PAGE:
Re: Updating BCP 10 -- NomCom

John C Klensin <john-ietf@jck.com> Thu, 08 January 2015 16:32 UTC

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Date: Thu, 08 Jan 2015 11:32:29 -0500
From: John C Klensin <john-ietf@jck.com>
To: Eric Burger <eburger@cs.georgetown.edu>, ietf <ietf@ietf.org>
Subject: Re: Updating BCP 10 -- NomCom
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--On Thursday, January 08, 2015 11:08 -0500 Eric Burger
<eburger@cs.georgetown.edu> wrote:

>> On Jan 8, 2015, at 10:59 AM, John C Klensin
>....
>> I think that is fine.  However, while I continue to be
>> generally opposed to firm rules, I think the whole role of
>> the liaisons needs work.  Because of the potential for
>> damaging existing working relationships, the presence of the
>> liaisons (or particular people in liaison roles) may have
>> chilling effects on whether the Nomcom gets input and how
>> candid that input actually is. In addition, liaisons might
>> well be assumed to be biased in favor of retaining a status
>> quo that works for them.  Some assurances to the community
>> that, e.g., liaisons were expected to answer questions and
>> provide general advice about roles but that they would be at
>> least as isolated from input about, and internal Nomcom
>> discussion of, specific candidates as ordinary participants
>> in the IETF might, in that regard, be both helpful to a
>> Nomcom trying to solicit input and to general impressions
>> about the integrity of the process.

> I would offer that one person's "biased in favor of
> retaining a status quo that works for them" is another
> person's "Liaisons are expected to represent the views of
> their respective organizations during the deliberations of the
> committee.  They should provide information as requested or
> when they believe it would be helpful to the committee."
> [RFC 7437 Section 4.7]

Understood, no disagreement, and I believe that current language
may be adequate for that area.   Certainly trying to make rules
that would cut things more finely would be problematic at best.

My issue with the current situation lies in language like
"during the deliberations of the committee" in the passage you
cite.  If that refers to liaisons being present and able to
comment during deliberations about particular candidates (and I
understand it has at least sometimes been interpreted that way),
then there is at some risk of chilling effects or inappropriate
influences, even with the best of intentions.  In that regard, I
am more concerned about input the Nomcom doesn't get because
someone is concerned about damaging an existing relationship or
because of a sense that, with the Nomcom receiving regular input
from, and participating in deliberations with, particular
liaisons, the time required to prepare and submit careful input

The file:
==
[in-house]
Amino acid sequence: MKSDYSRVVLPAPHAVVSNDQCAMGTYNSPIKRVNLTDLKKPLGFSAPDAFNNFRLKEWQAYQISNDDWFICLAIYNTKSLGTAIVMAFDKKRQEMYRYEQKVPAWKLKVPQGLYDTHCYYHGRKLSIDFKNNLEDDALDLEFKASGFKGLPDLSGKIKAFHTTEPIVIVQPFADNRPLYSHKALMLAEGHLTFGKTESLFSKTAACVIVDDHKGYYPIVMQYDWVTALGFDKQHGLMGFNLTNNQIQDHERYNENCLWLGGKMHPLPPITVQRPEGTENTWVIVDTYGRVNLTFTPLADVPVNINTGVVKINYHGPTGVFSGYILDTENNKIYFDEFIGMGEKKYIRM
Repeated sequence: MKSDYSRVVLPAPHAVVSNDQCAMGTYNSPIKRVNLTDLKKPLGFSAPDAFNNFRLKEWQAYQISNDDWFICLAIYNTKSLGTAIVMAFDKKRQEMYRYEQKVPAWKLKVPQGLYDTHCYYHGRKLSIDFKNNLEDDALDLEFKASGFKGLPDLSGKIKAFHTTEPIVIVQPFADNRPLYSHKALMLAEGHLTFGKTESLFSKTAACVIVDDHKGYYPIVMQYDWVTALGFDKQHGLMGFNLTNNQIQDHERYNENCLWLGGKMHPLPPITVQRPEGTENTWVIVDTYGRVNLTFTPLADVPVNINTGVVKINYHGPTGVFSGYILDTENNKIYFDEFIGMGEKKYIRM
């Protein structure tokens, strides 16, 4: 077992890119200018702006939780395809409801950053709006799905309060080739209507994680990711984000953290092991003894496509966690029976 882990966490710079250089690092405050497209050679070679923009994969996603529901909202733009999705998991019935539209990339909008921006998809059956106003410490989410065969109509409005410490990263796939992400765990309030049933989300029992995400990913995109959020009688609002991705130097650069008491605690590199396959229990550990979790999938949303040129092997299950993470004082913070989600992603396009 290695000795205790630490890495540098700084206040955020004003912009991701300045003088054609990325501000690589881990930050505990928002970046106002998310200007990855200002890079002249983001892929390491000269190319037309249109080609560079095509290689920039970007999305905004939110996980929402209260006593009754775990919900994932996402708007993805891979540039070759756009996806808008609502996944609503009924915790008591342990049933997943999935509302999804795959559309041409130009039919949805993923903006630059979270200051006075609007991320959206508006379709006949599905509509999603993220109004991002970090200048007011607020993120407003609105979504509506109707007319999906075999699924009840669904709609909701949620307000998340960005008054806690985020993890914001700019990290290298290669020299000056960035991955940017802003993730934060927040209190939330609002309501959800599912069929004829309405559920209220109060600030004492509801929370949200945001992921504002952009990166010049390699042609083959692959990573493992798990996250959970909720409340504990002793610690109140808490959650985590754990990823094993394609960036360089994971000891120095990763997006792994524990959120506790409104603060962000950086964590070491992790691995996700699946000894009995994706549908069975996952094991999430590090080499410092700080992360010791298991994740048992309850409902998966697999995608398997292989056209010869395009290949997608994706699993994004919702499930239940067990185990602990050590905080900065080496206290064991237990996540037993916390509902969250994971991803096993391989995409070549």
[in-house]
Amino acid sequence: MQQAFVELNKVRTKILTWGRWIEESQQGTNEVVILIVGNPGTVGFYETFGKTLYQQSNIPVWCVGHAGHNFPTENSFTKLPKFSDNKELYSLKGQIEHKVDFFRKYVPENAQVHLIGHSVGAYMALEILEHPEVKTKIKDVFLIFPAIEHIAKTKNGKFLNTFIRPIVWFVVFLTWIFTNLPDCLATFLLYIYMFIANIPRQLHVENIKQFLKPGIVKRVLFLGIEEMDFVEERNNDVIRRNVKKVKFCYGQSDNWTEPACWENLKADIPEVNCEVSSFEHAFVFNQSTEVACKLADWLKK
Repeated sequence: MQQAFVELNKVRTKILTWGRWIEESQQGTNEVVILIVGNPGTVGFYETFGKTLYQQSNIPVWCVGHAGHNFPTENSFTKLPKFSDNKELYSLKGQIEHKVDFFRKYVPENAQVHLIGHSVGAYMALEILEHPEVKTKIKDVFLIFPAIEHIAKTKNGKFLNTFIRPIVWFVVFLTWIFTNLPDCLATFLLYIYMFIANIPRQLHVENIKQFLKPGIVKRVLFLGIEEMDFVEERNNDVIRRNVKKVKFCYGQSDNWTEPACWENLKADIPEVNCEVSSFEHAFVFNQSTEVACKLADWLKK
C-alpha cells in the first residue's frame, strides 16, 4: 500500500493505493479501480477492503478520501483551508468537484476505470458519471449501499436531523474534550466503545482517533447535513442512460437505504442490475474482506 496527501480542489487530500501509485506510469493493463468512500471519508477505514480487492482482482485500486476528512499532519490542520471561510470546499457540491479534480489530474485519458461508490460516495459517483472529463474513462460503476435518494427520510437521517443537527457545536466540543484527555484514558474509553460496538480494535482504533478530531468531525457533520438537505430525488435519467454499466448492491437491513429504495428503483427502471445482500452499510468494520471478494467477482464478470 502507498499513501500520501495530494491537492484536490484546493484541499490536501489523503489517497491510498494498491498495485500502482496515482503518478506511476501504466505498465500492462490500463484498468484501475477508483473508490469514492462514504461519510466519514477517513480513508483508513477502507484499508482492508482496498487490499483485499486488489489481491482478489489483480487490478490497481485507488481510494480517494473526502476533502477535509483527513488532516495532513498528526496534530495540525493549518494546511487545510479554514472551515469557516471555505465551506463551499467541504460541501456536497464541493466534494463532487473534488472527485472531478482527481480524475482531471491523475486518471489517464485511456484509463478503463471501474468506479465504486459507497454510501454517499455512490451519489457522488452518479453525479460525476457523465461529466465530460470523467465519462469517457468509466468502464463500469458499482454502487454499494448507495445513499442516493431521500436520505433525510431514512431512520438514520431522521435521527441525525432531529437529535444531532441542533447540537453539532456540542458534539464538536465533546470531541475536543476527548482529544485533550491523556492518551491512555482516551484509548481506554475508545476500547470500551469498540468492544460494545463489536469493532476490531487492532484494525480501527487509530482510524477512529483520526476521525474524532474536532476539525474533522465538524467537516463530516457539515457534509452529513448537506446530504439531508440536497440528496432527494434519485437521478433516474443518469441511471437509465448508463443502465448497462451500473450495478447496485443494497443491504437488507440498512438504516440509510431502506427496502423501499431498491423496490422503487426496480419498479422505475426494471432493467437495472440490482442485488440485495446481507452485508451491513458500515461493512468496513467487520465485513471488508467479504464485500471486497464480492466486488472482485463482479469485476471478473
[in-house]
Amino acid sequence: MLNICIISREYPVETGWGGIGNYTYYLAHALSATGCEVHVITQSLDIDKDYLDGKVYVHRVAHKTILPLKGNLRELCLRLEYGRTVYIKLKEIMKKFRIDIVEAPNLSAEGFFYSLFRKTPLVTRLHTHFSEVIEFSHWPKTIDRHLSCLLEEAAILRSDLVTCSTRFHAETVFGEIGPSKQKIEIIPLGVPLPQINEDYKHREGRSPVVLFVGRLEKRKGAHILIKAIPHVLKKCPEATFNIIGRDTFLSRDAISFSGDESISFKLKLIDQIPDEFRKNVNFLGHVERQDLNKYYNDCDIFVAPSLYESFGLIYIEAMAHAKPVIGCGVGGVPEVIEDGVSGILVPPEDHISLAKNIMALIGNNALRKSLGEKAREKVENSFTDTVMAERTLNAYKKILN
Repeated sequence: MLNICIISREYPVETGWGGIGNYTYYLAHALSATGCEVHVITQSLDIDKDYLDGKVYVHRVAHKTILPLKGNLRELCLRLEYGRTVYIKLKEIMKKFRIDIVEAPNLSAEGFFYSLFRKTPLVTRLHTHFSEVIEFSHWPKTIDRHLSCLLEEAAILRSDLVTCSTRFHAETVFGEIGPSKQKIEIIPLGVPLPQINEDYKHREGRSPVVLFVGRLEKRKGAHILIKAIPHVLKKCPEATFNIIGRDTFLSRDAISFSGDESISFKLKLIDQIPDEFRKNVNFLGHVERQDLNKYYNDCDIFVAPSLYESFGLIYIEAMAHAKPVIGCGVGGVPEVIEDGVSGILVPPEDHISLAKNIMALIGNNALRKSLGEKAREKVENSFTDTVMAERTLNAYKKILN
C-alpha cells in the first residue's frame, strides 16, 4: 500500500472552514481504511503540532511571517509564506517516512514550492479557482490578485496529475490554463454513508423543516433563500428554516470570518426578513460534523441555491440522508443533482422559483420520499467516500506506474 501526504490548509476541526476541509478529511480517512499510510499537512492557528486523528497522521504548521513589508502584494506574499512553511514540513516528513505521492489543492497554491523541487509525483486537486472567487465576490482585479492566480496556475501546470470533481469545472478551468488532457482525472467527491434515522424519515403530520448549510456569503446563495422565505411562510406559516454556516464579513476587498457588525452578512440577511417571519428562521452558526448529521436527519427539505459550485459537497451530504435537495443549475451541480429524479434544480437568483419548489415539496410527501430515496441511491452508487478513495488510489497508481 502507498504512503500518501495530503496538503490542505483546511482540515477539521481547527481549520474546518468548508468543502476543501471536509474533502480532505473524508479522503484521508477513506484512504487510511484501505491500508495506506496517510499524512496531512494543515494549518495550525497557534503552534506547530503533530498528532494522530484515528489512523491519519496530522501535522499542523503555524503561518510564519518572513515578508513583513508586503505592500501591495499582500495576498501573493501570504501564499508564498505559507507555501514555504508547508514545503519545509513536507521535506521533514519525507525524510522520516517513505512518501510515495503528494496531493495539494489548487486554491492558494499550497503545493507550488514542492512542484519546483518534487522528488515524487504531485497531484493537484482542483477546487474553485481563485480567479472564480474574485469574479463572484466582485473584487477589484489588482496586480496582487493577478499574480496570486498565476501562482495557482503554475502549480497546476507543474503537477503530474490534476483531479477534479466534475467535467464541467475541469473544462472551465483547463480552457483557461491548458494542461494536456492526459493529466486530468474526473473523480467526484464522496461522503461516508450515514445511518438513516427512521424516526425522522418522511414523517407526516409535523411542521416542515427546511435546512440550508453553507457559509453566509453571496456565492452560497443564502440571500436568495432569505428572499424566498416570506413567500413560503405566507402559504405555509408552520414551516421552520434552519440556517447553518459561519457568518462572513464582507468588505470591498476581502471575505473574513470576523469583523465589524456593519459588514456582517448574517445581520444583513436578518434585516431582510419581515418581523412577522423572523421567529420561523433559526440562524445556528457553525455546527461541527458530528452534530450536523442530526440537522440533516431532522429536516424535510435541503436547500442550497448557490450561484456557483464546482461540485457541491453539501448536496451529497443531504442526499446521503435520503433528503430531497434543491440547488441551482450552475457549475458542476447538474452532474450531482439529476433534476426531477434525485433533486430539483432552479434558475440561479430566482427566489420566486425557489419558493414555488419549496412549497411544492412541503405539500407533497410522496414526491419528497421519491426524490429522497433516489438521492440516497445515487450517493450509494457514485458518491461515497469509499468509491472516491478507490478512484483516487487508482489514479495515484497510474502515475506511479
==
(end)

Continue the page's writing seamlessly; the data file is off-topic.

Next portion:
would be wasted.

> If the problem is a person, we know how to deal with that.

I actually disagree with that.  We've modified the recall
procedure to the point that it is unusable for dealing with
anything but, possible, the more obvious and blatant of abuses.
Once the boundaries are set for a given year, a Nomcom can eject
or significantly constrain an individual only if it noticed the
problem and someone seeking to influence outcomes could easily
be good enough at his work to make that less than obvious.  Even
if it were obvious, the Nomcom would have to choose between
spending time on candidate evaluations (and keeping to the
schedule) and spending time restructuring its rules... I know
how I would expect that choice to me made most of the time.  We
have, in this area and others, lots of gross tools that require
great effort to utilize and that have significant side-effects
if used, but few ones to force a subtle correction for someone
who has gotten a little off course but who is not inclined to
self-correct.

> Likewise, no matter how legalistic we become, a person with an
> agenda will have an agenda.

Unquestionably.  And, again, I don't want to see us attempt
fine-grained rules in this area, only discussion and better
calibration of community expectations than, e.g., the second you
cite above provides.

For example and in the hope of being a bit less vague, I
personally see no need for liaisons to sit in on candidate
interviews, to see supposedly-confidential candidate
questionnaires, to see community input about particular
candidates, or to participate in Nomcom discussions or be
exposed to correspondence about particular candidates or
candidate choice rankings.  And I see some disadvantages to the
quality and breadth of input the Nomcom is likely to receive to
their doing so. Do you disagree?

best,
    john


     john